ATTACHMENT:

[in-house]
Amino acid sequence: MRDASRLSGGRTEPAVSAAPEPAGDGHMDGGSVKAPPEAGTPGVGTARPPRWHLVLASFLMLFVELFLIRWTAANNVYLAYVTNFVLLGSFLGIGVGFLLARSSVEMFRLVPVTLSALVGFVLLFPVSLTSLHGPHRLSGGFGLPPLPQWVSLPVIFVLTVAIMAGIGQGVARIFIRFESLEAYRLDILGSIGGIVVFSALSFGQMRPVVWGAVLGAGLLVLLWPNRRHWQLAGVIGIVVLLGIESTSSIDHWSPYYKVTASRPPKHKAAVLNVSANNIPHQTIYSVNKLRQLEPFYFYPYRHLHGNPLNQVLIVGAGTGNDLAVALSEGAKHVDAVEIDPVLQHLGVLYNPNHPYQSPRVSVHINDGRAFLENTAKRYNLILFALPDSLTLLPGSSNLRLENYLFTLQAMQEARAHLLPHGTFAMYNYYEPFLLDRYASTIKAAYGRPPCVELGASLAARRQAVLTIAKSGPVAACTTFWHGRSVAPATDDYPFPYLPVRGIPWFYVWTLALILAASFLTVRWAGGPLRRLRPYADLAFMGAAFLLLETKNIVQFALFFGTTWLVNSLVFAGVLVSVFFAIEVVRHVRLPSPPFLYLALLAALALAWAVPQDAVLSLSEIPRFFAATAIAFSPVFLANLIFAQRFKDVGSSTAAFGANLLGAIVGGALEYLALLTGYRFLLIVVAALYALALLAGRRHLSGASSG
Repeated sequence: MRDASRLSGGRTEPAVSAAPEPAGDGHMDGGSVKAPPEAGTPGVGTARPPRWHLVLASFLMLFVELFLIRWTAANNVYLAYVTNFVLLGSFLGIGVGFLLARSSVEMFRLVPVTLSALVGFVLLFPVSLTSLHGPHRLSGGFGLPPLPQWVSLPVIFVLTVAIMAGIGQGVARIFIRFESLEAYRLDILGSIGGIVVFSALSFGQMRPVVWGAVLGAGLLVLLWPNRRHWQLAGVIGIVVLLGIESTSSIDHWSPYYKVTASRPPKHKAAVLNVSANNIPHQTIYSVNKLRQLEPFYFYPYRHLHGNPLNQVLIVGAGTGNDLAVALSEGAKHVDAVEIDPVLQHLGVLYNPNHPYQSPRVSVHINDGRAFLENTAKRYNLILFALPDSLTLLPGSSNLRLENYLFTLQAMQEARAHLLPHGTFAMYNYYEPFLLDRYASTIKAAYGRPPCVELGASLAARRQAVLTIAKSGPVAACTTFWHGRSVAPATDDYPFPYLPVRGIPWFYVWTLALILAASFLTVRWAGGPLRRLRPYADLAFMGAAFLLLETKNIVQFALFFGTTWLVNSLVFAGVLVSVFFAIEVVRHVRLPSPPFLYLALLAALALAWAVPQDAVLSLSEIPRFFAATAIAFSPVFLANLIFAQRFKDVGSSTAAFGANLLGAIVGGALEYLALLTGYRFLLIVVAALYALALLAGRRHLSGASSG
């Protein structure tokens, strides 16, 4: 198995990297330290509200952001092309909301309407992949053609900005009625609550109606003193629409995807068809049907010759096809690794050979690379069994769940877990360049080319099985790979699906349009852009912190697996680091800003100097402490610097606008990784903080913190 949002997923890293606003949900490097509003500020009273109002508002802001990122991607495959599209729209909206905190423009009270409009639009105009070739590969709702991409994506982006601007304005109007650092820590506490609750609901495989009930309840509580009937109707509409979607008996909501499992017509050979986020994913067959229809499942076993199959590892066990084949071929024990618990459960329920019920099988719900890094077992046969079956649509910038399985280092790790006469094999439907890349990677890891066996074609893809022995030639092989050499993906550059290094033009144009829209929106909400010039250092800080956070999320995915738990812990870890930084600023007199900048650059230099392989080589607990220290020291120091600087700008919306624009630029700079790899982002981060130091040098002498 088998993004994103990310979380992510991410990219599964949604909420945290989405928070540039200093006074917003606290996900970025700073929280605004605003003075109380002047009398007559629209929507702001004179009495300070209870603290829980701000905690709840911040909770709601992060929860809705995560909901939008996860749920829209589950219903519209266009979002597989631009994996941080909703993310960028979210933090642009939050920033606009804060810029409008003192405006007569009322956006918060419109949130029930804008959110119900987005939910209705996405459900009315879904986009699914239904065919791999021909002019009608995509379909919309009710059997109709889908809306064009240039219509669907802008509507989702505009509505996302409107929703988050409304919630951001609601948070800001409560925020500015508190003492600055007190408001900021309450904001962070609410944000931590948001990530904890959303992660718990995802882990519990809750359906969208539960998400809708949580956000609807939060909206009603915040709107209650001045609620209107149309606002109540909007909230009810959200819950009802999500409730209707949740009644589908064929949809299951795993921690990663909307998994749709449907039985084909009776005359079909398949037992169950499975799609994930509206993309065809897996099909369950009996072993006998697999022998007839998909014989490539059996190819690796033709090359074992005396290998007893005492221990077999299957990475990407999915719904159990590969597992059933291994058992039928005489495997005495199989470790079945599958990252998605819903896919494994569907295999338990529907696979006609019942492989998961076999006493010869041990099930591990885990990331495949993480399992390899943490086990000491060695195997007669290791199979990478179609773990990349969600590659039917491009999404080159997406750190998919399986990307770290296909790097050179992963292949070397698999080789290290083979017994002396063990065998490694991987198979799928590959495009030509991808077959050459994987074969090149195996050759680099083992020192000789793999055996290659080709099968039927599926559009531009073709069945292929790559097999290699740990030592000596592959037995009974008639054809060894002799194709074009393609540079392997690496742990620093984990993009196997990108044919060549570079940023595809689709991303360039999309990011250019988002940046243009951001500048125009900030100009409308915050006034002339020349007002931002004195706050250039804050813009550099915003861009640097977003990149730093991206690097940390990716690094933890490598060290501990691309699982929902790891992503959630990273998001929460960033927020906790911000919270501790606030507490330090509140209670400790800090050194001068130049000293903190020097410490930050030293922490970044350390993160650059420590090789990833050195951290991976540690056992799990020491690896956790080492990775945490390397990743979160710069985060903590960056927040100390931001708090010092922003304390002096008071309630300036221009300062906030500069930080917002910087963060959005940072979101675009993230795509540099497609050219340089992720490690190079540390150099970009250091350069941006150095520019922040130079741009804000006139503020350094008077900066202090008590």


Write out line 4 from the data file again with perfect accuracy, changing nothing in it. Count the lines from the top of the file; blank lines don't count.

């Protein structure tokens, strides 16, 4: 198995990297330290509200952001092309909301309407992949053609900005009625609550109606003193629409995807068809049907010759096809690794050979690379069994769940877990360049080319099985790979699906349009852009912190697996680091800003100097402490610097606008990784903080913190 949002997923890293606003949900490097509003500020009273109002508002802001990122991607495959599209729209909206905190423009009270409009639009105009070739590969709702991409994506982006601007304005109007650092820590506490609750609901495989009930309840509580009937109707509409979607008996909501499992017509050979986020994913067959229809499942076993199959590892066990084949071929024990618990459960329920019920099988719900890094077992046969079956649509910038399985280092790790006469094999439907890349990677890891066996074609893809022995030639092989050499993906550059290094033009144009829209929106909400010039250092800080956070999320995915738990812990870890930084600023007199900048650059230099392989080589607990220290020291120091600087700008919306624009630029700079790899982002981060130091040098002498 088998993004994103990310979380992510991410990219599964949604909420945290989405928070540039200093006074917003606290996900970025700073929280605004605003003075109380002047009398007559629209929507702001004179009495300070209870603290829980701000905690709840911040909770709601992060929860809705995560909901939008996860749920829209589950219903519209266009979002597989631009994996941080909703993310960028979210933090642009939050920033606009804060810029409008003192405006007569009322956006918060419109949130029930804008959110119900987005939910209705996405459900009315879904986009699914239904065919791999021909002019009608995509379909919309009710059997109709889908809306064009240039219509669907802008509507989702505009509505996302409107929703988050409304919630951001609601948070800001409560925020500015508190003492600055007190408001900021309450904001962070609410944000931590948001990530904890959303992660718990995802882990519990809750359906969208539960998400809708949580956000609807939060909206009603915040709107209650001045609620209107149309606002109540909007909230009810959200819950009802999500409730209707949740009644589908064929949809299951795993921690990663909307998994749709449907039985084909009776005359079909398949037992169950499975799609994930509206993309065809897996099909369950009996072993006998697999022998007839998909014989490539059996190819690796033709090359074992005396290998007893005492221990077999299957990475990407999915719904159990590969597992059933291994058992039928005489495997005495199989470790079945599958990252998605819903896919494994569907295999338990529907696979006609019942492989998961076999006493010869041990099930591990885990990331495949993480399992390899943490086990000491060695195997007669290791199979990478179609773990990349969600590659039917491009999404080159997406750190998919399986990307770290296909790097050179992963292949070397698999080789290290083979017994002396063990065998490694991987198979799928590959495009030509991808077959050459994987074969090149195996050759680099083992020192000789793999055996290659080709099968039927599926559009531009073709069945292929790559097999290699740990030592000596592959037995009974008639054809060894002799194709074009393609540079392997690496742990620093984990993009196997990108044919060549570079940023595809689709991303360039999309990011250019988002940046243009951001500048125009900030100009409308915050006034002339020349007002931002004195706050250039804050813009550099915003861009640097977003990149730093991206690097940390990716690094933890490598060290501990691309699982929902790891992503959630990273998001929460960033927020906790911000919270501790606030507490330090509140209670400790800090050194001068130049000293903190020097410490930050030293922490970044350390993160650059420590090789990833050195951290991976540690056992799990020491690896956790080492990775945490390397990743979160710069985060903590960056927040100390931001708090010092922003304390002096008071309630300036221009300062906030500069930080917002910087963060959005940072979101675009993230795509540099497609050219340089992720490690190079540390150099970009250091350069941006150095520019922040130079741009804000006139503020350094008077900066202090008590």